The standard procedure for building a language model is to collect a set of sentences and count the ngrams—the sequences of words of length 1 to . Once the ngrams are collected, the creation of a language model is straightforward with standard tools (like the SRILM toolkit).
If instead of a set of sentences, you have one or more lattices, the process is more complicated. This situation can happen in ASR when doing unsupervised training. Each untranscribed sentence is decoded as a lattice, and a language model can be built from the lattices. In some languages, the word segmentation is not obvious. A lattice of all possible segmentations could be used to build a language model. This is the use case I had in mind.
Take the sequence ‘ABC’, it could be segmented in four possible ways.
A B C
The entire sequence represents a probability mass of one. Each possible segmentation has a probability of 0.25—assuming that all segmentations are equally likely. In order to count the ngrams, one solution is to count the ngrams in each segmentation and multiply it by the probability of the segmentation. This is reasonable for short sequences, but quickly becomes intractable as the number of possible segmentations increases. If the segmentations are unconstrained, then the number of possible segmentations is exponential in the length of the sequence.
Instead, the segmentations can be represented in a type of lattice. For this discussion, a finite state transducer (FST) representation is used. The FST also has the added benefit of easily generating all possible segmentations; simply compose a dictionary of each valid word with the original sequence.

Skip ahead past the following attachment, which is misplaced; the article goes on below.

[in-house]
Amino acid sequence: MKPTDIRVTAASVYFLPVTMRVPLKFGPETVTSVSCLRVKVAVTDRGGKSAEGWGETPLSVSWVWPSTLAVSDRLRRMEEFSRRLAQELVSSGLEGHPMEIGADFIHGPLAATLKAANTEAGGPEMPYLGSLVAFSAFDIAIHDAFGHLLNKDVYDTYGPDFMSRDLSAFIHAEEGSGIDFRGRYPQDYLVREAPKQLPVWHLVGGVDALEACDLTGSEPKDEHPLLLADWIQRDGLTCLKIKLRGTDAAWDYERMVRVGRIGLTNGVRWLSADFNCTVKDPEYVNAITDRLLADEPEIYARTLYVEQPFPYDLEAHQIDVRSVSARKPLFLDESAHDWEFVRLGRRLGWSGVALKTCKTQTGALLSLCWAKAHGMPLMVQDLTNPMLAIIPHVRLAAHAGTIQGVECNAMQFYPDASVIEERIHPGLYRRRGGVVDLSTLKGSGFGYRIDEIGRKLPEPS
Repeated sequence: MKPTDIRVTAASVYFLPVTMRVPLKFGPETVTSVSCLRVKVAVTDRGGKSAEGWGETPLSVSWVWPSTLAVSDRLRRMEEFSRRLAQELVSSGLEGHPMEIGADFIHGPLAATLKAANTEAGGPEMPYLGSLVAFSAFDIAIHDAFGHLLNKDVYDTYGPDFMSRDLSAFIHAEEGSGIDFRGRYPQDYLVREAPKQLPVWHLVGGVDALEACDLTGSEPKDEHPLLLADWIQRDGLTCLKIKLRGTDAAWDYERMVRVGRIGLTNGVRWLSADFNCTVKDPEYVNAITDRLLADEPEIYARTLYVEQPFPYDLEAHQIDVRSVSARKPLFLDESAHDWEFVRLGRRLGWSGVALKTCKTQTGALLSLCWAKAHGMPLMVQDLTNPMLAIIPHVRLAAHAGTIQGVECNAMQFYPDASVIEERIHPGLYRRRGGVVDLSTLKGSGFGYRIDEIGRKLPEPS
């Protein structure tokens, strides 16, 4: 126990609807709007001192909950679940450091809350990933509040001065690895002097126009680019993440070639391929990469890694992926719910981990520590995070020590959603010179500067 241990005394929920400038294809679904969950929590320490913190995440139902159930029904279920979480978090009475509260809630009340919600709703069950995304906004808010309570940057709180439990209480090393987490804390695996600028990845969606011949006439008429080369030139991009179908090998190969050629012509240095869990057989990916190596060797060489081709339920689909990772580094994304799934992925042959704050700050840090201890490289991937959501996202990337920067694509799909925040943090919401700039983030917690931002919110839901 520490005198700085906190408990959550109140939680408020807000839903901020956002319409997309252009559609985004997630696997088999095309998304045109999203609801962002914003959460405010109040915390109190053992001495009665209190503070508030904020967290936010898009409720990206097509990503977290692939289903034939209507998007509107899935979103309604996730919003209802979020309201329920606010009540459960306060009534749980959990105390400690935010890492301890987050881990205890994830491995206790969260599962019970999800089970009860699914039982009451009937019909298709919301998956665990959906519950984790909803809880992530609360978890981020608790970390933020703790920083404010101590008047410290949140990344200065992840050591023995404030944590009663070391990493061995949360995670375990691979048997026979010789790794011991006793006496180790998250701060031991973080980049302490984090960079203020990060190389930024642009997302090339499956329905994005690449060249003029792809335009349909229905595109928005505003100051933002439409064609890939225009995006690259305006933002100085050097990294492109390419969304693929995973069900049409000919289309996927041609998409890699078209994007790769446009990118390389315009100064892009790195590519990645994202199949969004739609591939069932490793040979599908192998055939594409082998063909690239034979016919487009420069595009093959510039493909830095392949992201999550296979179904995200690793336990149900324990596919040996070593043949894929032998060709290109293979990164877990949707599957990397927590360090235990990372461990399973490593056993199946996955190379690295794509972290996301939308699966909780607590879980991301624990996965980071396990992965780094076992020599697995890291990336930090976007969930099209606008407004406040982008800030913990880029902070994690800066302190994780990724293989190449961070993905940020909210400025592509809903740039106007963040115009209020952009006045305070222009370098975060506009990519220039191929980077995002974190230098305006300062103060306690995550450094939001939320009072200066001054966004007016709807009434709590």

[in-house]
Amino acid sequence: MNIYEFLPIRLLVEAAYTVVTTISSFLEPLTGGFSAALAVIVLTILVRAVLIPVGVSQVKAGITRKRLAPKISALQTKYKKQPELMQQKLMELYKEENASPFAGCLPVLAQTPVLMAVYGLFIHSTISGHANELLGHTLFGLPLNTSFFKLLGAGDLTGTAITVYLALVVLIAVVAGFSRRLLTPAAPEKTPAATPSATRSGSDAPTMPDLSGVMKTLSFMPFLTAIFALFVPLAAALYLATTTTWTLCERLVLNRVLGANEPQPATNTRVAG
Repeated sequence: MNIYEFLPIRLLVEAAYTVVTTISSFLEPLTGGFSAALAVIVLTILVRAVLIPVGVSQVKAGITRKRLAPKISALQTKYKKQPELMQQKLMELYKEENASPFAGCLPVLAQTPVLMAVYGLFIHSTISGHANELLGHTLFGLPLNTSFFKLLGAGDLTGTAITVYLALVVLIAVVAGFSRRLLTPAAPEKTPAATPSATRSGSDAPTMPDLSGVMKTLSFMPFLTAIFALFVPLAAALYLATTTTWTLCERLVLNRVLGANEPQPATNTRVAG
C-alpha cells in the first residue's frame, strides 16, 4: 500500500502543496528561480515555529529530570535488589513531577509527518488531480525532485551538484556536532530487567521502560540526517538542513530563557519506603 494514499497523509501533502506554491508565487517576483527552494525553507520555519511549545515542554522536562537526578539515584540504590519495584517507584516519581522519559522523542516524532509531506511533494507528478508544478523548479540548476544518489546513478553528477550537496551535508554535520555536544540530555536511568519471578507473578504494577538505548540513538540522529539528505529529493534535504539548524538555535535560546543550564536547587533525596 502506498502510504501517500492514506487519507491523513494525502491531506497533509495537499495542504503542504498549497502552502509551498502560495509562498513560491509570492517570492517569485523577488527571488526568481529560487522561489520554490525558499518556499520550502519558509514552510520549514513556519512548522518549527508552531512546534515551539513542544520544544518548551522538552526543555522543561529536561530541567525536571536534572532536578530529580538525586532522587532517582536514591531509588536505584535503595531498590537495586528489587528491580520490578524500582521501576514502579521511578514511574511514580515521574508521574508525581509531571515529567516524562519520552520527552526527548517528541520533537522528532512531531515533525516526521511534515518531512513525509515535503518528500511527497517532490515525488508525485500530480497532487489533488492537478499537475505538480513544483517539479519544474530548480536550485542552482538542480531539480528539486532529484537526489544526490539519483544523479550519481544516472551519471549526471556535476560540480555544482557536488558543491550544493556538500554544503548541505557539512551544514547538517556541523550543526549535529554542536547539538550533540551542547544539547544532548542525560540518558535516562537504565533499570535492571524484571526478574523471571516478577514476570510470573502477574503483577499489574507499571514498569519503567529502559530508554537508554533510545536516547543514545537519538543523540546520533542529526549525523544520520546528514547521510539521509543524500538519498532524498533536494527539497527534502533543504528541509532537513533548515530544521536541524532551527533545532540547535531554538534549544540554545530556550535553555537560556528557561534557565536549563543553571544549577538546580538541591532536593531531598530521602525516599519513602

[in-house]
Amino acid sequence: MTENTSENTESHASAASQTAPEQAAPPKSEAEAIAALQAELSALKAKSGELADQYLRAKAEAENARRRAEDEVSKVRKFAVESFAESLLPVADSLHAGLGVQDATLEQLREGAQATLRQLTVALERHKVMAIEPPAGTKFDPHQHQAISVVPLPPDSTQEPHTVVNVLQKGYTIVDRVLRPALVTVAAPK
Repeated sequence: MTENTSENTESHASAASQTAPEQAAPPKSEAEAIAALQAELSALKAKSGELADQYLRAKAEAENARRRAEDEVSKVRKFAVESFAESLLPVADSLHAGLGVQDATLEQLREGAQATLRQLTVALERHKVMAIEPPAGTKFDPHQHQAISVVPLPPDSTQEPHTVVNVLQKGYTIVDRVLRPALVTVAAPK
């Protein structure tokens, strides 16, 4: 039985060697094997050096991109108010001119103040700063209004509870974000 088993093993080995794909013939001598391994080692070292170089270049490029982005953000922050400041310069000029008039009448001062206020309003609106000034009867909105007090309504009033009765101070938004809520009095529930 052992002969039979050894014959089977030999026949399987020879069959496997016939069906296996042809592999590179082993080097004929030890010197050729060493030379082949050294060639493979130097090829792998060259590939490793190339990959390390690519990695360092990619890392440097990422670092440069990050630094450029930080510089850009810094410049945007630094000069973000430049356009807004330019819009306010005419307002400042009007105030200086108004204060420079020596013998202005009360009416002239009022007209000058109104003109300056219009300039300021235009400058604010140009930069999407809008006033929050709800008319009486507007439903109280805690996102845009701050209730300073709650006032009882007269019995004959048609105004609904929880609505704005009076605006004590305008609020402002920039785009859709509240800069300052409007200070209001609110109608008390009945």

Returning to the previous example, the set of four segmentations can be represented in a simple FST format as:
0 1 A
1 2 B
2 3 C
0 2 AB
1 3 BC
0 3 ABC
Each number represents a state, and each line represents a transition between two states. The final line defines state 3 as the final accepting state.
Now the problem has been shifted to counting the fractional ngrams in this FST representation. Initially, when the segmentations were all expressly written, counting the ngrams was easy. The issue was that writing each possible segmentation is impractical for long sequences. The FST provides a compact representation of all segmentations, but no obvious method for counting the ngrams.
The ngrams can be computed in two stages. In the first stage, the probability of passing through each particular state is computed. The second stage is to traverse the the FST and count the ngrams.
Start from the final state. If there is more than one final state, add an additional state and add transitions from each final state to the new state. To determine the probability of passing through any particular state, examine the parent states. Divide the probability for each parent by the number of children. The summation of this value for each parent becomes the occupancy probability for a state. This can be computed recursively until reaching the start state—whose probability is obviously 1. In pseudocode, the algorithm is:
Let fst be the lattice or fst. occupancy_probability(fst, final_state) def occupancy_probability(fst, state): score = 0 for s in fst[state].parents: score += occupancy_probability(fst, s) / len(fst[s].children) if len(fst[state].parents) == 0: score = 1.0 state.score = score return score
Once the occupancy probability has been set for each state, counting the ngrams is simple. Traverse the FST and count all possible ngrams.
I have a simple python script to count the ngrams in a lattice represented in the OpenFST format. Run the script with the ‘-h’ option to see the available options. The script should work for any order of ngram and will produce a list of fractional counts for each ngram.